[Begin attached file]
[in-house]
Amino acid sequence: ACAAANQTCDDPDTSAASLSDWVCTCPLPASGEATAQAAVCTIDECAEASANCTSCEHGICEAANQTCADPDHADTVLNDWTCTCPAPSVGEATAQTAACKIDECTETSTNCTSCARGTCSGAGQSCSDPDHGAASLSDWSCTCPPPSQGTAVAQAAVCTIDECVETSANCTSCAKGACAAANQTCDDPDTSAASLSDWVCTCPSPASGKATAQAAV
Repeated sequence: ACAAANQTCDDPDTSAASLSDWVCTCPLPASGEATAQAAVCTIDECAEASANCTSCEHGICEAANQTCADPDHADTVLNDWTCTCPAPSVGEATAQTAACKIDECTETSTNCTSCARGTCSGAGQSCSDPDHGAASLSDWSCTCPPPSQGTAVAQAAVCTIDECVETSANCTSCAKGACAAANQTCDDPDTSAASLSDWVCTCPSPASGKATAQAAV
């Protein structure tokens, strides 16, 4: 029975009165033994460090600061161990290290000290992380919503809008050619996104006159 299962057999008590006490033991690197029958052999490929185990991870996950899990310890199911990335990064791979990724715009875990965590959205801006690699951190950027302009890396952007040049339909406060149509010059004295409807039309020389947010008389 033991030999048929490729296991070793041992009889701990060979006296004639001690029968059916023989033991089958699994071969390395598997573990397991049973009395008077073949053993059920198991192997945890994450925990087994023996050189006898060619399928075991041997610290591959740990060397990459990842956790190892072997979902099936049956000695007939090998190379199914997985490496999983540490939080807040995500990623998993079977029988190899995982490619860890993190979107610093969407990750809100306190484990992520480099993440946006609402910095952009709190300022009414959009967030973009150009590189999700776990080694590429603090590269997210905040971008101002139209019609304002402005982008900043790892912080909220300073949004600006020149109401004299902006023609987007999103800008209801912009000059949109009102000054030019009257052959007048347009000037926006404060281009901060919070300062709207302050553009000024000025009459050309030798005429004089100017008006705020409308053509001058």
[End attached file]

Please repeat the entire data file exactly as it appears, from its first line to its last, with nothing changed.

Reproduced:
[in-house]
Amino acid sequence: ACAAANQTCDDPDTSAASLSDWVCTCPLPASGEATAQAAVCTIDECAEASANCTSCEHGICEAANQTCADPDHADTVLNDWTCTCPAPSVGEATAQTAACKIDECTETSTNCTSCARGTCSGAGQSCSDPDHGAASLSDWSCTCPPPSQGTAVAQAAVCTIDECVETSANCTSCAKGACAAANQTCDDPDTSAASLSDWVCTCPSPASGKATAQAAV
Repeated sequence: ACAAANQTCDDPDTSAASLSDWVCTCPLPASGEATAQAAVCTIDECAEASANCTSCEHGICEAANQTCADPDHADTVLNDWTCTCPAPSVGEATAQTAACKIDECTETSTNCTSCARGTCSGAGQSCSDPDHGAASLSDWSCTCPPPSQGTAVAQAAVCTIDECVETSANCTSCAKGACAAANQTCDDPDTSAASLSDWVCTCPSPASGKATAQAAV
């Protein structure tokens, strides 16, 4: 029975009165033994460090600061161990290290000290992380919503809008050619996104006159 299962057999008590006490033991690197029958052999490929185990991870996950899990310890199911990335990064791979990724715009875990965590959205801006690699951190950027302009890396952007040049339909406060149509010059004295409807039309020389947010008389 033991030999048929490729296991070793041992009889701990060979006296004639001690029968059916023989033991089958699994071969390395598997573990397991049973009395008077073949053993059920198991192997945890994450925990087994023996050189006898060619399928075991041997610290591959740990060397990459990842956790190892072997979902099936049956000695007939090998190379199914997985490496999983540490939080807040995500990623998993079977029988190899995982490619860890993190979107610093969407990750809100306190484990992520480099993440946006609402910095952009709190300022009414959009967030973009150009590189999700776990080694590429603090590269997210905040971008101002139209019609304002402005982008900043790892912080909220300073949004600006020149109401004299902006023609987007999103800008209801912009000059949109009102000054030019009257052959007048347009000037926006404060281009901060919070300062709207302050553009000024000025009459050309030798005429004089100017008006705020409308053509001058």